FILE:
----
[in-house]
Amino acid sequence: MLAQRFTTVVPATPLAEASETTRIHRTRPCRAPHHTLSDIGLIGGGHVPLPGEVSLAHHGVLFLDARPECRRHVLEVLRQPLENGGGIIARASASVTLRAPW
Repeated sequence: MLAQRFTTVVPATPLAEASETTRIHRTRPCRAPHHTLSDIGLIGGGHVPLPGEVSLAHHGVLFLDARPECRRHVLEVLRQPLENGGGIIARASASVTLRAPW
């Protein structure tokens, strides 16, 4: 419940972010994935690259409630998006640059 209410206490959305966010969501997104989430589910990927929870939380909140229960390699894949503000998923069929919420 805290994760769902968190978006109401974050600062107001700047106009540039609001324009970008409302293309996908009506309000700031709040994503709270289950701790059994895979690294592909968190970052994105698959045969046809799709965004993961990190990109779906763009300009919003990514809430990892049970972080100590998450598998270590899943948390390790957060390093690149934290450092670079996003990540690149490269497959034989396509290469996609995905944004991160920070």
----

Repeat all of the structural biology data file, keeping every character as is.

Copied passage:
[in-house]
Amino acid sequence: MLAQRFTTVVPATPLAEASETTRIHRTRPCRAPHHTLSDIGLIGGGHVPLPGEVSLAHHGVLFLDARPECRRHVLEVLRQPLENGGGIIARASASVTLRAPW
Repeated sequence: MLAQRFTTVVPATPLAEASETTRIHRTRPCRAPHHTLSDIGLIGGGHVPLPGEVSLAHHGVLFLDARPECRRHVLEVLRQPLENGGGIIARASASVTLRAPW
């Protein structure tokens, strides 16, 4: 419940972010994935690259409630998006640059 209410206490959305966010969501997104989430589910990927929870939380909140229960390699894949503000998923069929919420 805290994760769902968190978006109401974050600062107001700047106009540039609001324009970008409302293309996908009506309000700031709040994503709270289950701790059994895979690294592909968190970052994105698959045969046809799709965004993961990190990109779906763009300009919003990514809430990892049970972080100590998450598998270590899943948390390790957060390093690149934290450092670079996003990540690149490269497959034989396509290469996609995905944004991160920070």